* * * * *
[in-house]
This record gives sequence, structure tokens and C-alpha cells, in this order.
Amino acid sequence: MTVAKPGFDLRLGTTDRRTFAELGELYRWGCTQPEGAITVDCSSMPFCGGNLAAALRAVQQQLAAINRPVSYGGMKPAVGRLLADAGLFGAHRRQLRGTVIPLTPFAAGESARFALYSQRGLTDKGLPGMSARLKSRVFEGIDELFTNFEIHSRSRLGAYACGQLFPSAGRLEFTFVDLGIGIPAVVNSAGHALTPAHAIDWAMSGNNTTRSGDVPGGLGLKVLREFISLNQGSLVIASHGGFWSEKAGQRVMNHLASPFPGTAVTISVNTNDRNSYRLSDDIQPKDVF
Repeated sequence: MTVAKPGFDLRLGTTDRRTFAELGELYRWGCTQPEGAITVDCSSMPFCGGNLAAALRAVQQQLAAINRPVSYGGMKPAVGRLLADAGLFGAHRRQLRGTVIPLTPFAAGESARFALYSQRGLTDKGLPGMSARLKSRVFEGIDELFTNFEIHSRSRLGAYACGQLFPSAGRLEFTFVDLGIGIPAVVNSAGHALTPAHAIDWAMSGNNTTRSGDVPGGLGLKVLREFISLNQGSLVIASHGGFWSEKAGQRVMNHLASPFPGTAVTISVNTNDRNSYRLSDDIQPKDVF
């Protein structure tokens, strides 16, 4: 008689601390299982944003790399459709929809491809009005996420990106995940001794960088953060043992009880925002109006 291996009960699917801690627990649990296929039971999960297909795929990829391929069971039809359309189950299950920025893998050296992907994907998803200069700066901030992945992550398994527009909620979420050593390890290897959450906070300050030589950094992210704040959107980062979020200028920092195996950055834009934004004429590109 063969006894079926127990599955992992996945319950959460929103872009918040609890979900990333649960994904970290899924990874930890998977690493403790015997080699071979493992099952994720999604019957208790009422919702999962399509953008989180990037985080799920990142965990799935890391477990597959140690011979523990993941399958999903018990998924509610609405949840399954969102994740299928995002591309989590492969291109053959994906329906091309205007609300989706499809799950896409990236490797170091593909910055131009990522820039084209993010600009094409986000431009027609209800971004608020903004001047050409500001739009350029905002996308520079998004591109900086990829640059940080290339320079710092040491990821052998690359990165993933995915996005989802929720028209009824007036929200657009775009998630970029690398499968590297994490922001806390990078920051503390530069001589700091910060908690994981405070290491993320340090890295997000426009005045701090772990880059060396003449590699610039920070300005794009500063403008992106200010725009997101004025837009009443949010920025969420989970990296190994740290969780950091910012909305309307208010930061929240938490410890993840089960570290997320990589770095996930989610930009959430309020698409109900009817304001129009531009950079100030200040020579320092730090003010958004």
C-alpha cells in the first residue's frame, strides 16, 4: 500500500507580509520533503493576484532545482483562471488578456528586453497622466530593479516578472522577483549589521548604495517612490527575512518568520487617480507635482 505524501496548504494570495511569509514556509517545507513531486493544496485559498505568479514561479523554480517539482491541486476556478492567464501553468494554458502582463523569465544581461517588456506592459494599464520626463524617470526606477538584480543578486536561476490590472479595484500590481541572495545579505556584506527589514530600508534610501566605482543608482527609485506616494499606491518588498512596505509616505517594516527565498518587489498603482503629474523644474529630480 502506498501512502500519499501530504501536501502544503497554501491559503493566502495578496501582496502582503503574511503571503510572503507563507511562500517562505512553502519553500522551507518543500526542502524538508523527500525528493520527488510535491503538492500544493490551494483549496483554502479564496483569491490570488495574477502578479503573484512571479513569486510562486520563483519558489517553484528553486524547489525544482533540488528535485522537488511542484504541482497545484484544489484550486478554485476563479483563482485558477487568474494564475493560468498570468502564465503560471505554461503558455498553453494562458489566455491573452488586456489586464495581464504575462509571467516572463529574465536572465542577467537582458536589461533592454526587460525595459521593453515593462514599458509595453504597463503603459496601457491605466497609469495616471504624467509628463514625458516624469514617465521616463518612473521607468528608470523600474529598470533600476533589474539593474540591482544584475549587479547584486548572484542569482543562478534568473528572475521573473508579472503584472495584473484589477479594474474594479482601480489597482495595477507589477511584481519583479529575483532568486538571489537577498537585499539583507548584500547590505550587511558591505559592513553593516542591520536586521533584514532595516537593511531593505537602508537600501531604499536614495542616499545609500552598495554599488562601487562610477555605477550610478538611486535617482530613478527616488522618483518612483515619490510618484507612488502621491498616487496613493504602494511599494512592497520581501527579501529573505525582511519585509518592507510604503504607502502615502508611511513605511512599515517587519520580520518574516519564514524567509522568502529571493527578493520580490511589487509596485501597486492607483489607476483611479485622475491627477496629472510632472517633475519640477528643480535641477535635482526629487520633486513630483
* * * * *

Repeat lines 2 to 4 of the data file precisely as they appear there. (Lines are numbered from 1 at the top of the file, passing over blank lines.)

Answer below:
This record gives sequence, structure tokens and C-alpha cells, in this order.
Amino acid sequence: MTVAKPGFDLRLGTTDRRTFAELGELYRWGCTQPEGAITVDCSSMPFCGGNLAAALRAVQQQLAAINRPVSYGGMKPAVGRLLADAGLFGAHRRQLRGTVIPLTPFAAGESARFALYSQRGLTDKGLPGMSARLKSRVFEGIDELFTNFEIHSRSRLGAYACGQLFPSAGRLEFTFVDLGIGIPAVVNSAGHALTPAHAIDWAMSGNNTTRSGDVPGGLGLKVLREFISLNQGSLVIASHGGFWSEKAGQRVMNHLASPFPGTAVTISVNTNDRNSYRLSDDIQPKDVF
Repeated sequence: MTVAKPGFDLRLGTTDRRTFAELGELYRWGCTQPEGAITVDCSSMPFCGGNLAAALRAVQQQLAAINRPVSYGGMKPAVGRLLADAGLFGAHRRQLRGTVIPLTPFAAGESARFALYSQRGLTDKGLPGMSARLKSRVFEGIDELFTNFEIHSRSRLGAYACGQLFPSAGRLEFTFVDLGIGIPAVVNSAGHALTPAHAIDWAMSGNNTTRSGDVPGGLGLKVLREFISLNQGSLVIASHGGFWSEKAGQRVMNHLASPFPGTAVTISVNTNDRNSYRLSDDIQPKDVF